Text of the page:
Whodunit? Murder mystery premieres in Eastpointe
“Trent’s Last Case,” the detective novel by E.C. Bentley, was published a century ago. While it has been filmed three times, local playwright John Arden McClure’s adaptation for the stage seems to be the first. The production is at Broadway Onstage this month.
Philip Trent, professional artist and amateur sleuth, is asked by a friend, Burton Cupple (Dan Woitulewicz), to look into the murder of his niece’s husband. Sigsbee Manderson (Jack Abella), while a sober and honest fellow, is also the “Napoleon of Wall Street” and has made countless enemies in his cutthroat career. The May-December marriage between Mabel (Stella Roth) and Manderson is not a happy one. He suspects a secret romance between his wife and his British secretary, John Marlowe (Patrick Sharpe). So – who shot Sigsbee Manderson on the grounds of his estate with John Marlowe’s pistol? Was it Marlow, wanting Mabel for himself? Was it the bride, tired of her cold, suspicious husband? Perhaps it was Manderson’s other secretary, American-born and gun-totin’ Celestine Bunner (Elizabeth Rager)? Or has vengeful Death followed him to his English retreat for wrongs done in America?
Although “Trent’s Last Case” is not a comedy, there is a droll parody in the plot. While a Sherlock Holmes or Hercule Poirot always get their man, we have to wait until late in the second act for the revelation of the miscreant. Philip Trent one-ups the Masters by assembling his evidence and naming the murderer at the first act curtain – and falls in love with Mabel, to boot. Ah, but did our impetuous hero finger the right villain? Act II will tell!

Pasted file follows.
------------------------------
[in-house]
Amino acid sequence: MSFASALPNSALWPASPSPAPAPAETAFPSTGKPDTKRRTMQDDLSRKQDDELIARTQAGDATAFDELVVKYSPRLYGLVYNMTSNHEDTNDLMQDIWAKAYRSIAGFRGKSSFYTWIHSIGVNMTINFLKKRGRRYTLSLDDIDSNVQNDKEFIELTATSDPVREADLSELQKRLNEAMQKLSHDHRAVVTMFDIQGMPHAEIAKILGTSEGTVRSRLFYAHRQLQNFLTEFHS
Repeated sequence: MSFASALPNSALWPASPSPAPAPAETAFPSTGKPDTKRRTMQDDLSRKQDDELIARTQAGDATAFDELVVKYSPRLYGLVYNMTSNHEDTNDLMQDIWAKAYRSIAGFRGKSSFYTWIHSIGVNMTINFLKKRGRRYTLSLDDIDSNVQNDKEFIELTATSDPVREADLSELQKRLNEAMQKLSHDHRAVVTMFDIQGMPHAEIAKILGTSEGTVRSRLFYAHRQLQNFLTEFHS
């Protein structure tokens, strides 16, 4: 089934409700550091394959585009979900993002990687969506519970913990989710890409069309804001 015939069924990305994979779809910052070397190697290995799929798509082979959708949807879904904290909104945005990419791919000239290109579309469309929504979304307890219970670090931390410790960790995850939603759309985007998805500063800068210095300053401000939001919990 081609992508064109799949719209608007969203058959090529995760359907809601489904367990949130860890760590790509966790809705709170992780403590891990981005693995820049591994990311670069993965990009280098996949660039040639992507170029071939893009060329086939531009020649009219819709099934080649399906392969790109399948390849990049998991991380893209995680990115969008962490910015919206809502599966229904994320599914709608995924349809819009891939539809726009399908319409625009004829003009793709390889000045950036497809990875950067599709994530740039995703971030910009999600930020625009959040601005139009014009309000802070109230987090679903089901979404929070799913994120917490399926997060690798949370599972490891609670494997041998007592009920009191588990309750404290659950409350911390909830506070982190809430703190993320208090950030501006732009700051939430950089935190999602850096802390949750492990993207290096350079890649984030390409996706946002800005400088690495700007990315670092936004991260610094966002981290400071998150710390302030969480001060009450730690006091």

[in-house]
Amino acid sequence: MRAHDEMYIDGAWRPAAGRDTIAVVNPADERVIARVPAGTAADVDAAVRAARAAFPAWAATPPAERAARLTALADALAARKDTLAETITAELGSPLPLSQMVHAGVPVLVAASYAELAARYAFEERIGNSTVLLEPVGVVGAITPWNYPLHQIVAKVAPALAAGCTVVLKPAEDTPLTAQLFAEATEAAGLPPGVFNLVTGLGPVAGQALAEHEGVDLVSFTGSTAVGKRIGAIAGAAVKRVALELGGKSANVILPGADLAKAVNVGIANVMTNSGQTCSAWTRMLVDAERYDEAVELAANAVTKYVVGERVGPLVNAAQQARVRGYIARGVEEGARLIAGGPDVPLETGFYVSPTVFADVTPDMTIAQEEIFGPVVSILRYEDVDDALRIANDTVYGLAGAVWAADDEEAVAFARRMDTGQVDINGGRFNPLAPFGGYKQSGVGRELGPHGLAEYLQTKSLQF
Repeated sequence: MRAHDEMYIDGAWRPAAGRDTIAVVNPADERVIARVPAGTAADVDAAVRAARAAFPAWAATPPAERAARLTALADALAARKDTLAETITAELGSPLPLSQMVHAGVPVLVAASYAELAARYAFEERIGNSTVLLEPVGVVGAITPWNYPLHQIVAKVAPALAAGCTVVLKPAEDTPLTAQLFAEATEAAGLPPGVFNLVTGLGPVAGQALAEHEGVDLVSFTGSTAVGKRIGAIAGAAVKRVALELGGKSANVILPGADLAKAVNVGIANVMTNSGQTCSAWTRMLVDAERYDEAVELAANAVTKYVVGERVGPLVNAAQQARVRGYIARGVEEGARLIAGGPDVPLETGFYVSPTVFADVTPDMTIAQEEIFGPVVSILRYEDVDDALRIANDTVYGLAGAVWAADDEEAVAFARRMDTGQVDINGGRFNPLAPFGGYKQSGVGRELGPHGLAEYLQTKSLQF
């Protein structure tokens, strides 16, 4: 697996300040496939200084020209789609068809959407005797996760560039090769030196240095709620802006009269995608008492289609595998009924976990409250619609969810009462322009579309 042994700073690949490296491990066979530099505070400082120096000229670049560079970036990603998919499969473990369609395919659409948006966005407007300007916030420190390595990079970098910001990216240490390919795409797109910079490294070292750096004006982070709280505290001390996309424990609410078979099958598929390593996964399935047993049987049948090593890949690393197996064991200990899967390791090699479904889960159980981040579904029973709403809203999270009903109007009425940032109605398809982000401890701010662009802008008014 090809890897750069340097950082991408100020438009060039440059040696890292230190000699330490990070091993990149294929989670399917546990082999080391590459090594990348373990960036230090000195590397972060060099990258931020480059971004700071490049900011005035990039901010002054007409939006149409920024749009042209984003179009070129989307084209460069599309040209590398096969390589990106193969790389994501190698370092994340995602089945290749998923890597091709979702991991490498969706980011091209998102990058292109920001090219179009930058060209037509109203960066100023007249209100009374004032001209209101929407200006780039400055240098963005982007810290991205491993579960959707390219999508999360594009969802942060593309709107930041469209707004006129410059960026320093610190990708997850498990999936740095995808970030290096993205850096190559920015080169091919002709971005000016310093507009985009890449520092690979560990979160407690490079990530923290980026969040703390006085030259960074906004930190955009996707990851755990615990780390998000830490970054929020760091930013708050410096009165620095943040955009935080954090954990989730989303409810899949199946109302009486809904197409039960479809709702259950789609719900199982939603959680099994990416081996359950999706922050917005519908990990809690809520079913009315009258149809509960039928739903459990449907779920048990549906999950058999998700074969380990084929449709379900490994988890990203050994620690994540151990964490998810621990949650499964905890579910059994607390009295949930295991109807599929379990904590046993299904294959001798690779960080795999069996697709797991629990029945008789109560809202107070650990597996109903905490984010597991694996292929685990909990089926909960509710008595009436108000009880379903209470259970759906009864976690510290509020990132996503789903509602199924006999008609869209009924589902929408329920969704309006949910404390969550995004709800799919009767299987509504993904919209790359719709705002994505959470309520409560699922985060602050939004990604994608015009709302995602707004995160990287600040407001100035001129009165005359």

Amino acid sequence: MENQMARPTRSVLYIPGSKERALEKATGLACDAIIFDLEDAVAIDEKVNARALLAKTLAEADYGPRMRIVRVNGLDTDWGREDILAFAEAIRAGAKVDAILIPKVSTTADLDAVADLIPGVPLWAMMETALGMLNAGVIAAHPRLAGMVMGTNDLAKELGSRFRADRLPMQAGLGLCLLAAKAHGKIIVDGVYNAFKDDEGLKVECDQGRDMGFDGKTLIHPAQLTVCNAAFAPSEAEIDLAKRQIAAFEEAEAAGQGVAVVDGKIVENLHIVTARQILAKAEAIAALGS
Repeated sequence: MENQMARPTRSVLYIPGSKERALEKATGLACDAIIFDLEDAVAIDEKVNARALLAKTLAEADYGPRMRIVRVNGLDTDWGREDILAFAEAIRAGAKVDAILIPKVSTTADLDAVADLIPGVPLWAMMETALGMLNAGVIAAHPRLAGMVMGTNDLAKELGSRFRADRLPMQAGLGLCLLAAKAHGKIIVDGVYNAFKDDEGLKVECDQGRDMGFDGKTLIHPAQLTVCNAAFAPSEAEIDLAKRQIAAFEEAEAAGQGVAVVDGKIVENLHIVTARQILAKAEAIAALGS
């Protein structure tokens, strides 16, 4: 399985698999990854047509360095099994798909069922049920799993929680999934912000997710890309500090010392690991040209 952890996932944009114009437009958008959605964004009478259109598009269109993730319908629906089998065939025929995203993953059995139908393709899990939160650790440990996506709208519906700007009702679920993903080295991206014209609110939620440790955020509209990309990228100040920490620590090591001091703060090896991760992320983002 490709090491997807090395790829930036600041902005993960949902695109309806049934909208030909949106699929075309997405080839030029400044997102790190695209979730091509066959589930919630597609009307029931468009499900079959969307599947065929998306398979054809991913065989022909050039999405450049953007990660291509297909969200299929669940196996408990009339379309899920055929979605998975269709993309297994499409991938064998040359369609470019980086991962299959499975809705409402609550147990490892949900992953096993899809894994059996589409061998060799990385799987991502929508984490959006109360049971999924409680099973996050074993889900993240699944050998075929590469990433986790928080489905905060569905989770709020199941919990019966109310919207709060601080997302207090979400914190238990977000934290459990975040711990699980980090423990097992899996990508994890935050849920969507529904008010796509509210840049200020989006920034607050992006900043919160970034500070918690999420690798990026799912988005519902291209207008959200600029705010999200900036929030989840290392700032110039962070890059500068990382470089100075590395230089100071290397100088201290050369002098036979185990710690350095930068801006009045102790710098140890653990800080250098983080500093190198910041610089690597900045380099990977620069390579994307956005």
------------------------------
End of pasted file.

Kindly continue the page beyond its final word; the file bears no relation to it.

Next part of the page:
This adaption of “Trent’s Last Case” is pretty straight forward, without subplot or diversions. McClure plays Philip Trent, and like his writing and acting in 2011’s “The Problem of Cell 13,” also with Broadway Onstage, his love for his characters and their genre is obvious. However, the production is not without its pitfalls.
One advantage the play enjoys over the novel is the opportunity to flash back to situations that lead up to the murder – we even get several versions of the actual crime. It is unfortunate that Broadway Onstage’s lighting is not flexible enough to smoothly segue from past to present, and the transitions are jarring. Director Dennis Wickline makes do with what he’s got. As set designer, he portrays several locations without moving the furniture, which does improve the flow.
It is also unfortunate that some of the performers are plagued by rocky readings and flubbed lines. The two ladies fare better than the guys; Rothe and Rager turn out convincing characters. Learning the lines is merely the first step of role preparation. Until the artist can feel as the character feels, and communicate that emotion to his audience his work isn’t done. With luck and a few more weeks living with these characters, magic can happen!